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How much tax will I pay in Singapore for 2014?

Disclaimer
The Law surrounding Income Tax in Singapore is complex and every effort has been made to offer information that is current, correct and clearly expressed. The information in this summary is intended to be no more than a general overview of the position and certain details have been deliberately omitted. The contents of this page should not be taken as an authoritative statement of income tax in Singapore. Neither the author nor the publisher are responsible for the results of actions taken on the basis of information contained in this summary, nor for any errors or omissions. This text is not intended to render legal, accounting or tax advice. Readers are encouraged to seek professional advice concerning specific matters before making any decision.

The employee is responsible for paying their own tax in Singapore, so if you are planning on working here you will have to become familiar with income tax in Singapore and its system. First, there are two different tax brackets depending on your tax residency in Singapore (not to confuse with VISAs) residents and non-residents. Residents are those who spend more than 182 Days per year in Singapore (including weekends and public holidays) and non- residents 61-182 days (6 months).

The income tax in Singapore is a progressive system, starting at 0% for those earning less than S$22,000 and rising up to a maximum of 20% for those earning S$320,000 per annum. A flat rate of 15% or the resident rates are given to non-residents-whichever results in a higher tax amount on income from employment. For example, one who earns S$50,000 will pay S$1,250 tax, or 2.5% (First 40,000 @ 550 + next 10,000 @ 7%).

 

Singapore Income Tax Table for Year-end 2013

Chargeable Income Rate (%)
Tax on your first
Tax on your next
20,000
10,000
0
2
Tax on your next 10,000 3.5
Tax on your next 40,000 7
Tax on your next
Tax on your next
40,000
40,000
11.5
15
Tax on your next
Tax on your next
40,000
120,000
17
18
Tax on earnings in excess of 320,000 20

 

For those still with question, we have provide a link to The Singapore Governing body’s website. Here you can find the answers to all the frequently asked questions. More on Income Tax.

For further help with your income tax calculation, we provided a link from the Inland Revenue Authority of Singapore. Click here for their Online Tax Calculators.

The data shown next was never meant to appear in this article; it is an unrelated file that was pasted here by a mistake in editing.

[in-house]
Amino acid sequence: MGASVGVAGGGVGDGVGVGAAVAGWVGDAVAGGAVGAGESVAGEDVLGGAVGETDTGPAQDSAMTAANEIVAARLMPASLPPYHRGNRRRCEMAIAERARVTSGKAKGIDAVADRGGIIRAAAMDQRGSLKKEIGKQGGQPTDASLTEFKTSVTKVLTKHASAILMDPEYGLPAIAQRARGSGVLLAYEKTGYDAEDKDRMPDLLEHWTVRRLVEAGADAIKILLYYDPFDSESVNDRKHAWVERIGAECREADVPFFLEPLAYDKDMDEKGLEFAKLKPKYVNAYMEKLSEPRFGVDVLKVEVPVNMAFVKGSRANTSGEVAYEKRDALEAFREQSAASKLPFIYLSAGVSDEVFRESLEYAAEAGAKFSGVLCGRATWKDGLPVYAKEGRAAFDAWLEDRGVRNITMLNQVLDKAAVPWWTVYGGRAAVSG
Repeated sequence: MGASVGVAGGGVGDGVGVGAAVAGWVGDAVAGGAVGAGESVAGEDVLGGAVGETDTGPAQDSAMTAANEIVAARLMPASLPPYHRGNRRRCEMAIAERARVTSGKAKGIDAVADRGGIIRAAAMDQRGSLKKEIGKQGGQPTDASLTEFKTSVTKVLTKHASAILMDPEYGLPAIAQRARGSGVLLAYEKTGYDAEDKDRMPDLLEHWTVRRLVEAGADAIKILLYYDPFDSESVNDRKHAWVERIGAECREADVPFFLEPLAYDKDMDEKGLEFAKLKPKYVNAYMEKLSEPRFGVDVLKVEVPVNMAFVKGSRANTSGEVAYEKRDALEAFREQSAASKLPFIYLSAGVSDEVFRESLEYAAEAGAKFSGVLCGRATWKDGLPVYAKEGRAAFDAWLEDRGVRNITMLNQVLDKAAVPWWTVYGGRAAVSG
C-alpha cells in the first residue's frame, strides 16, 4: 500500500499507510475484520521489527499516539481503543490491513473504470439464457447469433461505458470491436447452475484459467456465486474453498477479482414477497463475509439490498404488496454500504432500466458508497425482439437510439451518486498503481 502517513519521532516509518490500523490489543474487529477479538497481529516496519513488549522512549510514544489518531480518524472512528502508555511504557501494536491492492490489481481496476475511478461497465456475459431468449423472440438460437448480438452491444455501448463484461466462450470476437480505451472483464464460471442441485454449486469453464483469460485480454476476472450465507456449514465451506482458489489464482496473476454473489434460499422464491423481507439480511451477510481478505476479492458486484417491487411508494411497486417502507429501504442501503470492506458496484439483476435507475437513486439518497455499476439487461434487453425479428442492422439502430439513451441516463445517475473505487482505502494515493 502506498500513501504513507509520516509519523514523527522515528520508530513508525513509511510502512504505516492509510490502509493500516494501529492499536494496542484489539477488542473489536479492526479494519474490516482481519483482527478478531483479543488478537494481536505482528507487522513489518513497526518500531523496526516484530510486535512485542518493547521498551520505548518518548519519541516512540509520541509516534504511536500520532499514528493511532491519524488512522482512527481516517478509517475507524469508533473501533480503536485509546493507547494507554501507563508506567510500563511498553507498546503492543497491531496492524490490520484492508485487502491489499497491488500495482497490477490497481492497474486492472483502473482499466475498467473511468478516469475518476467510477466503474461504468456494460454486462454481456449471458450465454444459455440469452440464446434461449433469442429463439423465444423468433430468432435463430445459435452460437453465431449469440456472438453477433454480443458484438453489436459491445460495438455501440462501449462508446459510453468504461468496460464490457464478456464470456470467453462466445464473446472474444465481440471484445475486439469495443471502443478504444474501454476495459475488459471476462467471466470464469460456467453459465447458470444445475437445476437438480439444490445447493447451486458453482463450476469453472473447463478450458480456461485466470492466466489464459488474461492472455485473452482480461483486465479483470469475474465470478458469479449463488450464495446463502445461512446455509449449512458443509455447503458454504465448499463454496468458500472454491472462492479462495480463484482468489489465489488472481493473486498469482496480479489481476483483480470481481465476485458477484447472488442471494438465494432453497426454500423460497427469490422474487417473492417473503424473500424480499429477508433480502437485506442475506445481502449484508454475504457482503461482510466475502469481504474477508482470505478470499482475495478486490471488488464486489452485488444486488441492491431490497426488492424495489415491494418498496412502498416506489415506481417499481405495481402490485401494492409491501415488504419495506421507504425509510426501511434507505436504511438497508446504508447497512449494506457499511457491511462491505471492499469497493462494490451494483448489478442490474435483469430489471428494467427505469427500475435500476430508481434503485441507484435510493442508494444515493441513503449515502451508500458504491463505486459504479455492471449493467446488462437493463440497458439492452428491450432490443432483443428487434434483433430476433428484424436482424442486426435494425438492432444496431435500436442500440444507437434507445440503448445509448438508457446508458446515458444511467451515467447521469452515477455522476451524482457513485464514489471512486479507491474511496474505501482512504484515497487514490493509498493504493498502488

6 Responses to How much tax will I pay in Singapore for 2014?

  1. rick July 22, 2013 at 11:29 pm #

    Hi! If I work in Singapore for 60 days, do I have to file a tax return.I am a US citizen who is starting a new job on Nov 1, 2013. Please advise. Thanks.

  2. Addison Kwek August 16, 2013 at 8:44 am #

    Your short-term (60 days or less) employment income is exempt from tax. This rule does not apply if you are a director of a company, a public entertainer or exercising a profession in Singapore. Professionals include foreign experts, foreign speakers, queen’s counsels, consultants, trainers, coaches etc.

    Do note that the number of days of employment in Singapore include weekends and public holidays. Good luck!

  3. rick August 29, 2013 at 1:13 am #

    Addison,

    Thank you. This is very helpful.

  4. Anonimous November 5, 2013 at 10:37 am #

    Hi! I’m an expat going to SG. I’ll be in a probationary period of 3 months and later I will get a work pass. Since the beginning I’m getting S$2.500/month (S$30.000 annual). I didn’t understand it very good. Please, can you clarify me which will be the tax that I will have to pay in monthly//annual basis? Thanks in advance!

    • Addison Kwek November 7, 2013 at 9:50 am #

      Hi,

      Ok lets do the math for you, lets say you are paid $30,000 this year.

      The first $20,000 is tax-less, your next $10,000 is taxed 2% which is $200. In total, you will need to pay a tax of $200 for that year. Let me know if this is clear to you.

  5. Sunny December 26, 2013 at 3:32 am #

    Hi i am an expat , who is expected to join Singapore in Jan. 2014 , with an annual compensation of 50,400 SGD . How mucch annual tax would i need to pay?

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